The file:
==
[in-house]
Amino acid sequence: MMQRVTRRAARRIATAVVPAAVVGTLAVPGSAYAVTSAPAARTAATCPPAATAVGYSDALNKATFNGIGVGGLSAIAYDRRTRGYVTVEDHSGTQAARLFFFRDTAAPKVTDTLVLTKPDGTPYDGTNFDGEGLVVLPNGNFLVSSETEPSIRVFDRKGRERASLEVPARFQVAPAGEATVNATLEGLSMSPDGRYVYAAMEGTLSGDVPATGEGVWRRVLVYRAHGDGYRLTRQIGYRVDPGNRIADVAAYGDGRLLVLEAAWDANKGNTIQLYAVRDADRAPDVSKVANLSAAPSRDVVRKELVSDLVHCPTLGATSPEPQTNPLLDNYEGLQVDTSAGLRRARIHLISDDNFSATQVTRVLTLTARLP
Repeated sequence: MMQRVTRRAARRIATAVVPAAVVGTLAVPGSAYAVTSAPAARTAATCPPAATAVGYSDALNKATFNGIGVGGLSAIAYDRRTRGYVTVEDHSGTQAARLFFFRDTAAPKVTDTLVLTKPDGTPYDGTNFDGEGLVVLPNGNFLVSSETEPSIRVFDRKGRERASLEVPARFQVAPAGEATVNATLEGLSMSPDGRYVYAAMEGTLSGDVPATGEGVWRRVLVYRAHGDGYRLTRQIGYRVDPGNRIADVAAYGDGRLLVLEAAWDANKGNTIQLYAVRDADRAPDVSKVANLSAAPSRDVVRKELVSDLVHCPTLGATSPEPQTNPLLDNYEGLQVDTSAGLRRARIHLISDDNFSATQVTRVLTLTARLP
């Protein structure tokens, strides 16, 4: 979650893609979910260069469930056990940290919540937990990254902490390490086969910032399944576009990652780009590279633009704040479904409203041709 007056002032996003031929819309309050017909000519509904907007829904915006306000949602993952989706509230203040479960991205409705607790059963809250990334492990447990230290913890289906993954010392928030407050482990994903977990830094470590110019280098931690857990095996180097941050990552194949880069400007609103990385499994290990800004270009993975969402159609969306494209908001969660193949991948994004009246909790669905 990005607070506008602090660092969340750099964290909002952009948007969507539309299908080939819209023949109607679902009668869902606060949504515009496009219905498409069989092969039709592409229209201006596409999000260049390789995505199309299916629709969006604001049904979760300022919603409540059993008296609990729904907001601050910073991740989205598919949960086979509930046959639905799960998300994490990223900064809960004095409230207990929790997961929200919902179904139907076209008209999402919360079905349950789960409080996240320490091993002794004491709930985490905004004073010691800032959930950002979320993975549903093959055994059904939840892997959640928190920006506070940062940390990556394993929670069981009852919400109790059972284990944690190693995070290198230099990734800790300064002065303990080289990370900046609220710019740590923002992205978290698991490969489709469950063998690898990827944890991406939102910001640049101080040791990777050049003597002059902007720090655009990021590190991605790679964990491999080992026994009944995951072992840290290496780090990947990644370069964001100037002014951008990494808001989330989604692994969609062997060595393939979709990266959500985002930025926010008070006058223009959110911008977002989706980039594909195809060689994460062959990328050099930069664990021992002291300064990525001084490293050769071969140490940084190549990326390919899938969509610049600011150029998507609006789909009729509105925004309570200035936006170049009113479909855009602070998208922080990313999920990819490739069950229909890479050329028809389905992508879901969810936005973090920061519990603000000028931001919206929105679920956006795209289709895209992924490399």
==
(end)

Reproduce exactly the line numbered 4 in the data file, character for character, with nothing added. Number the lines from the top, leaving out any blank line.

């Protein structure tokens, strides 16, 4: 979650893609979910260069469930056990940290919540937990990254902490390490086969910032399944576009990652780009590279633009704040479904409203041709 007056002032996003031929819309309050017909000519509904907007829904915006306000949602993952989706509230203040479960991205409705607790059963809250990334492990447990230290913890289906993954010392928030407050482990994903977990830094470590110019280098931690857990095996180097941050990552194949880069400007609103990385499994290990800004270009993975969402159609969306494209908001969660193949991948994004009246909790669905 990005607070506008602090660092969340750099964290909002952009948007969507539309299908080939819209023949109607679902009668869902606060949504515009496009219905498409069989092969039709592409229209201006596409999000260049390789995505199309299916629709969006604001049904979760300022919603409540059993008296609990729904907001601050910073991740989205598919949960086979509930046959639905799960998300994490990223900064809960004095409230207990929790997961929200919902179904139907076209008209999402919360079905349950789960409080996240320490091993002794004491709930985490905004004073010691800032959930950002979320993975549903093959055994059904939840892997959640928190920006506070940062940390990556394993929670069981009852919400109790059972284990944690190693995070290198230099990734800790300064002065303990080289990370900046609220710019740590923002992205978290698991490969489709469950063998690898990827944890991406939102910001640049101080040791990777050049003597002059902007720090655009990021590190991605790679964990491999080992026994009944995951072992840290290496780090990947990644370069964001100037002014951008990494808001989330989604692994969609062997060595393939979709990266959500985002930025926010008070006058223009959110911008977002989706980039594909195809060689994460062959990328050099930069664990021992002291300064990525001084490293050769071969140490940084190549990326390919899938969509610049600011150029998507609006789909009729509105925004309570200035936006170049009113479909855009602070998208922080990313999920990819490739069950229909890479050329028809389905992508879901969810936005973090920061519990603000000028931001919206929105679920956006795209289709895209992924490399």